A company called SoulCycle, well-known in big cities like New York and San Francisco, has decided to go public. Wall Street is aflutter, and so are fitness fanatics familiar with the workout chain, which is notorious for inspiring a cult-like following. SoulCycle's filing includes phrases like "Your Soul Matters" and "We Aspire to Inspire" to describe the culture of its 45-minute indoor-cycling classes, which can cost close to $40. Here are five reasons why SoulCycle has grown so quickly—and appears to have a successful road ahead.
It's designed for exclusivity.
SoulCycle classes for the week ahead open for registration at noon every Monday. And devoted riders go crazy. People will abandon meetings, reschedule phone calls, and ditch work commitments to coalesce around their smartphones and book classes with their favorite SoulCycle instructors. Wait until 12:01 p.m. and the class might be full. SoulCycle keeps opening more studios— they've now got 38 in six cities across the U.S.—but certain sessions always reach capacity quickly.
It's a solid workout that doesn't take much time.
In just 45 minutes, SoulCycle says that a rider can burn as many as 700 calories. Each session involves a warm up, a high-intensity cardio and strength session, and a cool down. Each class includes a short session using free weights, and by the time you get there, a one-pound dumbbell may as well weigh a ton. Most SoulCycle studios run classes all day, starting first thing and going until 7 or 8 at night, making them convenient for time-crunched Americans.
It's the sweatiest party you've ever been to.
Bring on the Britney Spears, Nicki Minaj, and Pitbull. SoulCycle sessions are marketed as a dance party on a bike. Set in a dark room with loud music, riders spend most of their time out of the bike seat doing choreography like push-ups on the handlebars or "tap backs" designed to work the core. Throw in some candles (which typically adorn the podium around the instructor's bike) and the experience is more like a sweaty nightclub than a standard gym.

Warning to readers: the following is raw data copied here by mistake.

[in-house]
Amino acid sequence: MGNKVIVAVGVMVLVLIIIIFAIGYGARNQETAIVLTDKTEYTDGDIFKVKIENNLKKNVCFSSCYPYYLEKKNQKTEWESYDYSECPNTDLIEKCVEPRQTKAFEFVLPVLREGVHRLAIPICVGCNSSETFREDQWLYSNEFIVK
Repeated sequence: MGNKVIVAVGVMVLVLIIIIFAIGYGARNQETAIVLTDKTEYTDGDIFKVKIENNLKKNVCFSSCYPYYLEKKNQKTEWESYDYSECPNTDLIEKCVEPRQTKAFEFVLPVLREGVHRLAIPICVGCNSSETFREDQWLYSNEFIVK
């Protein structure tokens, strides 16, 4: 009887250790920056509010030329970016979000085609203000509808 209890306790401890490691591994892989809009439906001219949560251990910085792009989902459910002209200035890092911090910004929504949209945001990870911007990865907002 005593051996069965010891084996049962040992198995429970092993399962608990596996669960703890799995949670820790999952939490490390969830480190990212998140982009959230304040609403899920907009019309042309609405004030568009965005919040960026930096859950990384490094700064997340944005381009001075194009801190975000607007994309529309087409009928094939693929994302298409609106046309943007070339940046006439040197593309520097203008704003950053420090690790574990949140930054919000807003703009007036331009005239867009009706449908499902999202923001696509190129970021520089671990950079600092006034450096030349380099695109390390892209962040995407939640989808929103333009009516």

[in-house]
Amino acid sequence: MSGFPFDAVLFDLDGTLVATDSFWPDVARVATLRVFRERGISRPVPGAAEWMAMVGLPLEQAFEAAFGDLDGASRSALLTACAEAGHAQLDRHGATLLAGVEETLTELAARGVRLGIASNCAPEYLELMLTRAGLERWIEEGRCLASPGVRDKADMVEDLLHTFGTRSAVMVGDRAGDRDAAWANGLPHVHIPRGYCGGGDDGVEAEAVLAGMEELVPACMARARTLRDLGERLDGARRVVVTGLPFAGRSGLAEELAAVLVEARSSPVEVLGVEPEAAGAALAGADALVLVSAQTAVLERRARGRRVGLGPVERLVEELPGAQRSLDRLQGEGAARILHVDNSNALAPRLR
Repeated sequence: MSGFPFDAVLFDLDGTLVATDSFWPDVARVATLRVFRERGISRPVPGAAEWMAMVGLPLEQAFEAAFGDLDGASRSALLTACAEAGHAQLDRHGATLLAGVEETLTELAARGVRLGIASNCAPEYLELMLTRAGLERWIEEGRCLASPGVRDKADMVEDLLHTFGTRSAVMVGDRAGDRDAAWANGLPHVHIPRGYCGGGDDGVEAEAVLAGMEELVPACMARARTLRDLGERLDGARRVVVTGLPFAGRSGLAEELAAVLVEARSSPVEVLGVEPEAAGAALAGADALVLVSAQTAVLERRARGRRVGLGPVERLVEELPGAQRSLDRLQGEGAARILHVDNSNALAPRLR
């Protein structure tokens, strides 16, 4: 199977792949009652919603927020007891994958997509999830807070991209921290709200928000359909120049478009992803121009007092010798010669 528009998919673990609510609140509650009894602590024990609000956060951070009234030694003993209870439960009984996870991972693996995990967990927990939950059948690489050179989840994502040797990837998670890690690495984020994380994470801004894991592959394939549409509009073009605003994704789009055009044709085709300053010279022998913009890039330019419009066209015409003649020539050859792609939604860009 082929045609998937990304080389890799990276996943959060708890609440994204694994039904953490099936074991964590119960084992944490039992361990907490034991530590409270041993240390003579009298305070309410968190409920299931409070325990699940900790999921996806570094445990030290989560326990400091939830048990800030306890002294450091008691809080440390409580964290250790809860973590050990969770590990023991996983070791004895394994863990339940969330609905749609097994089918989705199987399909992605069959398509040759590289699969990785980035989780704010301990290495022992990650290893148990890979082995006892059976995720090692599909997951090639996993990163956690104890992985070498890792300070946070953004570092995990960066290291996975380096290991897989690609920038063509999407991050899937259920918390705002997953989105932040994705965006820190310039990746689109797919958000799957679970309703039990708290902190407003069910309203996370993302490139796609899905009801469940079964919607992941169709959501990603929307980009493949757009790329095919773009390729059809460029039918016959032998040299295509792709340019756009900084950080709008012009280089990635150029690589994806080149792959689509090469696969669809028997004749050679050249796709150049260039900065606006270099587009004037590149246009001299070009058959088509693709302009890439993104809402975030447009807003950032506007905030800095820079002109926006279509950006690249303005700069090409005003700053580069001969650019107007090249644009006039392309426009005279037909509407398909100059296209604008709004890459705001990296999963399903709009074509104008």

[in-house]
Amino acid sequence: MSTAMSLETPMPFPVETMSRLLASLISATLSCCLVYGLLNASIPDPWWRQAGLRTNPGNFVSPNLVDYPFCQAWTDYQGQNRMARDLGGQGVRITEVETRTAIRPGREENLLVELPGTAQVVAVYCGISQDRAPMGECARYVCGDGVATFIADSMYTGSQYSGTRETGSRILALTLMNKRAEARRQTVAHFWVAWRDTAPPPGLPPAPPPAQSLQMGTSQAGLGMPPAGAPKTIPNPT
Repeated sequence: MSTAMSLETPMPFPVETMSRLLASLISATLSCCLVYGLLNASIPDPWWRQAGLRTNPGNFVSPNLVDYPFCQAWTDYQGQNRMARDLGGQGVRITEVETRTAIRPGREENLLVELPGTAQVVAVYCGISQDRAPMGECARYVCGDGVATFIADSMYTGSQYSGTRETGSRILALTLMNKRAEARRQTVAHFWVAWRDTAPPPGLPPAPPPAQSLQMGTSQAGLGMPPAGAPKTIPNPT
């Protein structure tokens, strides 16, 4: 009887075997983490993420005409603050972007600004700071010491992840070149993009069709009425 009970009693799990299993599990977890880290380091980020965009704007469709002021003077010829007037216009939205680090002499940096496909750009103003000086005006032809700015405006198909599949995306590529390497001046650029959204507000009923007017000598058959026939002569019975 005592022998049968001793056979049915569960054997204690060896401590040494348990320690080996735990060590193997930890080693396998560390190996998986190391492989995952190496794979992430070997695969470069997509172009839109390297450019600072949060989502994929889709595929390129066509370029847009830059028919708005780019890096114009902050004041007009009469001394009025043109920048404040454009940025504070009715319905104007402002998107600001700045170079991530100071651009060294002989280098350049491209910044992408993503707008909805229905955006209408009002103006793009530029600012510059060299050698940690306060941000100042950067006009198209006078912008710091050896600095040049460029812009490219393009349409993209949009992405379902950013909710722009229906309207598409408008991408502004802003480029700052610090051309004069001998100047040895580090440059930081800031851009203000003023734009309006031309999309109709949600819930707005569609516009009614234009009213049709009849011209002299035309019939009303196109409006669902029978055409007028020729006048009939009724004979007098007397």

It's designed to make people feel good.
Instructors are trained (at Soul University, no less) to be friendly purveyors of positive reinforcement—no boot camp-style screaming here!—and each one has their own particular technique for doing so. Some talk about controlling one's own destiny, while others focus on shaking off a tough day at work, or feeling stronger and fitter. People get hooked on that combination of positive reinforcement and endorphins.
It's a place to see and be seen.
SoulCycle is more than just a spin class. Every location of the chain also sells apparel, like a $52 tank top and $78 sweatpants, along with headbands, water bottles, and other memorabilia adorned with SoulCycle logos. SoulCycle groupies will purchase entire outfits to truly show their loyalty to the fitness company—which further cultivates a sense of loyalty among riders with a special "community" section on its website, where you can get to know instructors and read rider testimonials.